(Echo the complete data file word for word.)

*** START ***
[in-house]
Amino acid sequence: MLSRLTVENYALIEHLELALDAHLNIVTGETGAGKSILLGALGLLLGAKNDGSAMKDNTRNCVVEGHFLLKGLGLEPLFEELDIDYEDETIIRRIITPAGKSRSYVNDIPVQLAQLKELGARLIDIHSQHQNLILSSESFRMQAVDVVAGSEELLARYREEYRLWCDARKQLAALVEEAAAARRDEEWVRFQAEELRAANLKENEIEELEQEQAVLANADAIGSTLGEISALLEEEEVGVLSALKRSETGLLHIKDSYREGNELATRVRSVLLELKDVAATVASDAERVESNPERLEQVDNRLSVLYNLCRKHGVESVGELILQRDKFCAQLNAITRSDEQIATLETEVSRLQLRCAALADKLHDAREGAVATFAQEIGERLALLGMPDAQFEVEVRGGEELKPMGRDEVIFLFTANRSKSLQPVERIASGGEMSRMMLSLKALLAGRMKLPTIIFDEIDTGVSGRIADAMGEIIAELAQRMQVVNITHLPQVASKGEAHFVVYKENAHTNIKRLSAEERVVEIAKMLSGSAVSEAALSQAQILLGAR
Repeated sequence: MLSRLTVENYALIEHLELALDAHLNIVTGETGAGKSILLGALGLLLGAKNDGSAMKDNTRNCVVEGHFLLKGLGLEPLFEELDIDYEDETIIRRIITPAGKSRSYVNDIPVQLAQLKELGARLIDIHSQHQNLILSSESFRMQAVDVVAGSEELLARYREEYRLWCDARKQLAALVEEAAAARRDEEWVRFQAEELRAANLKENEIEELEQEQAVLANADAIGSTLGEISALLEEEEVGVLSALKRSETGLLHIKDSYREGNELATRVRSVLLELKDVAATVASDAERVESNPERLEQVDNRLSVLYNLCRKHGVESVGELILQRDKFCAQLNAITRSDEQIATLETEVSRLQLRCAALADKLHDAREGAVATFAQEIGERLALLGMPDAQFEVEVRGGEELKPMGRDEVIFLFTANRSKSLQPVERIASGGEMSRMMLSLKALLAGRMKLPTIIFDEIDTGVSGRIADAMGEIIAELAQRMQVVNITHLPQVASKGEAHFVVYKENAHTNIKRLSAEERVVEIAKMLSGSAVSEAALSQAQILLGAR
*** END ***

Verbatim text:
[in-house]
Amino acid sequence: MLSRLTVENYALIEHLELALDAHLNIVTGETGAGKSILLGALGLLLGAKNDGSAMKDNTRNCVVEGHFLLKGLGLEPLFEELDIDYEDETIIRRIITPAGKSRSYVNDIPVQLAQLKELGARLIDIHSQHQNLILSSESFRMQAVDVVAGSEELLARYREEYRLWCDARKQLAALVEEAAAARRDEEWVRFQAEELRAANLKENEIEELEQEQAVLANADAIGSTLGEISALLEEEEVGVLSALKRSETGLLHIKDSYREGNELATRVRSVLLELKDVAATVASDAERVESNPERLEQVDNRLSVLYNLCRKHGVESVGELILQRDKFCAQLNAITRSDEQIATLETEVSRLQLRCAALADKLHDAREGAVATFAQEIGERLALLGMPDAQFEVEVRGGEELKPMGRDEVIFLFTANRSKSLQPVERIASGGEMSRMMLSLKALLAGRMKLPTIIFDEIDTGVSGRIADAMGEIIAELAQRMQVVNITHLPQVASKGEAHFVVYKENAHTNIKRLSAEERVVEIAKMLSGSAVSEAALSQAQILLGAR
Repeated sequence: MLSRLTVENYALIEHLELALDAHLNIVTGETGAGKSILLGALGLLLGAKNDGSAMKDNTRNCVVEGHFLLKGLGLEPLFEELDIDYEDETIIRRIITPAGKSRSYVNDIPVQLAQLKELGARLIDIHSQHQNLILSSESFRMQAVDVVAGSEELLARYREEYRLWCDARKQLAALVEEAAAARRDEEWVRFQAEELRAANLKENEIEELEQEQAVLANADAIGSTLGEISALLEEEEVGVLSALKRSETGLLHIKDSYREGNELATRVRSVLLELKDVAATVASDAERVESNPERLEQVDNRLSVLYNLCRKHGVESVGELILQRDKFCAQLNAITRSDEQIATLETEVSRLQLRCAALADKLHDAREGAVATFAQEIGERLALLGMPDAQFEVEVRGGEELKPMGRDEVIFLFTANRSKSLQPVERIASGGEMSRMMLSLKALLAGRMKLPTIIFDEIDTGVSGRIADAMGEIIAELAQRMQVVNITHLPQVASKGEAHFVVYKENAHTNIKRLSAEERVVEIAKMLSGSAVSEAALSQAQILLGAR